Celebrating the History of Science
and the Science behind History
A common punishment for those accused of a crime in seventeenth century Europe was to be sent to the galleys. That meant spending the rest of your life at an oar in the dark, stinking hold of a ship.
Wind and oars were the only known propellant of the age. Paid employment at the oar had been tried and dismissed. The only reliable way to produce the necessary speed and endurance to chase down (or escape from) enemy ships or Barbary pirates was to use the whip on your oarsmen, something that didn’t go over well with paid employees. But as condemned criminals were plentiful in that era, it wasn’t difficult to find oarsmen.
When in 1685 Louis XIV revoked the Edict of Nantes—a law passed by his grandfather Henry IV that had ensured the freedom of Protestant worship in France—many French Protestants (known as Huguenots) who tried to flee the country were sent to the galleys.
What was life like as a galley slave? We know something about it from letters and memoirs of Huguenot convicts.
After a long and often grueling march to the ports, the convicts would be sorted into groups of five—these would become the people with whom one would eat, sleep, and work, often until one died of old age or overwork or both. Each group of five men manned an eighteen-foot oar–and there might be fifty oars on a ship. The convicts remained chained to their places. With each stroke, they had to rise together and push the oar forward, and then dip it in the water and pull backward, dropping into a sitting position. During battle, rowers might be required to maintain full speed for twenty-four hours straight, and be fed biscuits soaked in wine without pausing in their exertions. Those who died—or lost consciousness—were thrown overboard.
Horrific, yes. But there were at least some brief respites from the wretched existence, periods of time when the wind’s sails propelled the ship and the rowers could rest. And when the ship overwintered in port, the life of a gallérien became almost tolerable. They had room to lie down and sleep. Many gallériens learned to knit, and others were already skilled wig makers, tailors, and musicians—and were allowed to employ their trades in rotating weeks ashore.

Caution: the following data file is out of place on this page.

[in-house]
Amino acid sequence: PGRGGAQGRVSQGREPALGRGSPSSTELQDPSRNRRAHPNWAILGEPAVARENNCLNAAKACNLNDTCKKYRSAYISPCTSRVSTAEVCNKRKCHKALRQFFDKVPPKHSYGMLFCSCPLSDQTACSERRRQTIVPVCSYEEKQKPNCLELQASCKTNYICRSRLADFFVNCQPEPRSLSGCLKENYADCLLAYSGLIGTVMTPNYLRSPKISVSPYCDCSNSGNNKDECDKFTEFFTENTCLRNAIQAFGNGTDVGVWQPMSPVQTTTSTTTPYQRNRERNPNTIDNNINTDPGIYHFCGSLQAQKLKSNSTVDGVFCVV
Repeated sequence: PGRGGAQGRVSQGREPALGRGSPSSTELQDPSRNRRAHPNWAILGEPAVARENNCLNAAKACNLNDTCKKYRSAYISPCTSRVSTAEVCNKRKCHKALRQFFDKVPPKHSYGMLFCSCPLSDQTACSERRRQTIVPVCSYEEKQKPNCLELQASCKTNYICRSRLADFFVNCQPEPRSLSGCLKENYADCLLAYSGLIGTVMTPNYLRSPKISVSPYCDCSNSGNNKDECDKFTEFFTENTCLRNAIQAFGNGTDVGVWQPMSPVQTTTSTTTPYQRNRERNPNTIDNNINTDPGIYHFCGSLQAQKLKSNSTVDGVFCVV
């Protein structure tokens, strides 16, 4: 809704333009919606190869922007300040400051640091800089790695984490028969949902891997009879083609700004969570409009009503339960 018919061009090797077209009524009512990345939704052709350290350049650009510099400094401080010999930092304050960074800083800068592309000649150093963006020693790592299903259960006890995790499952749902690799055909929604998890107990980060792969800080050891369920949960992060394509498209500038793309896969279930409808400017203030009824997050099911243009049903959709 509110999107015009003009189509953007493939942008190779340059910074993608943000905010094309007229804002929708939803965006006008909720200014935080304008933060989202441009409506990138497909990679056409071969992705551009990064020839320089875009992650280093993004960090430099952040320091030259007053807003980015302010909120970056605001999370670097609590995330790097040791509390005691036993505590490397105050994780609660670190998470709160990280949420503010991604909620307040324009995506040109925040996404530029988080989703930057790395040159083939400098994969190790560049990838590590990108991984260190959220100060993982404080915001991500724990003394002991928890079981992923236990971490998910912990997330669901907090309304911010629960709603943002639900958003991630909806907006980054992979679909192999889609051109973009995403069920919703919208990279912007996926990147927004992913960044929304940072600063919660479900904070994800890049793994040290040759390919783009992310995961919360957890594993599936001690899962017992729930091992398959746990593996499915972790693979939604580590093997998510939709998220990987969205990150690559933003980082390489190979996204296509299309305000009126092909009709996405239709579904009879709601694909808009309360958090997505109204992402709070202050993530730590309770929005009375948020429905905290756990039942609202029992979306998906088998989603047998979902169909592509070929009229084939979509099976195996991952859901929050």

In his memoirs, a Huguenot named Jean Marteilhe wrote about his capture in 1701 as a boy of 17, and his experiences as a galley slave having been chained together with other deserters, thieves, smugglers, Turks and Calvinists for 6 years from 1707 to 1713. His account is entitled Memoirs of a Galley Slave of the Sun King.
Sara Albee's book Why'd They Wear That? is published by National Geographic. Get ready to chuckle your way through centuries of fashion dos and don'ts! In this humorous and approachable narrative, you will learn about outrageous, politically-perilous, funky, disgusting, regrettable, and life-threatening creations people have worn throughout the course of human history, all the way up to the present day. For more information, click here.
MLA 8 Citation
Albee, Sarah. "Row, Row, Row Your Boats." Nonfiction Minute, iNK Think Tank, 22
Mar. 2018, www.nonfictionminute.org/the-nonfiction-minute/
When she was a girl in Scotland, Frances or “Fanny” Wright fell in love with America, a new nation “consecrated to freedom.” On September 3, 1818, the 22-year-old writer set foot on that actual land of her dreams. She and her little sister Camilla, a pair of wealthy orphans, spent the next two years touring the young U.S. Young females did NOT go traveling without a man in those days, but Fanny believed that freedom should apply to women too!
Her 1821 book about her travels won her the friendship of another freedom fan, the Marquis de Lafayette, who’d helped free America from the British Empire. In 1824, the old Frenchman made sure Fanny met his friend, 81-year-old Thomas Jefferson and his friend, 73-year-old James Madison.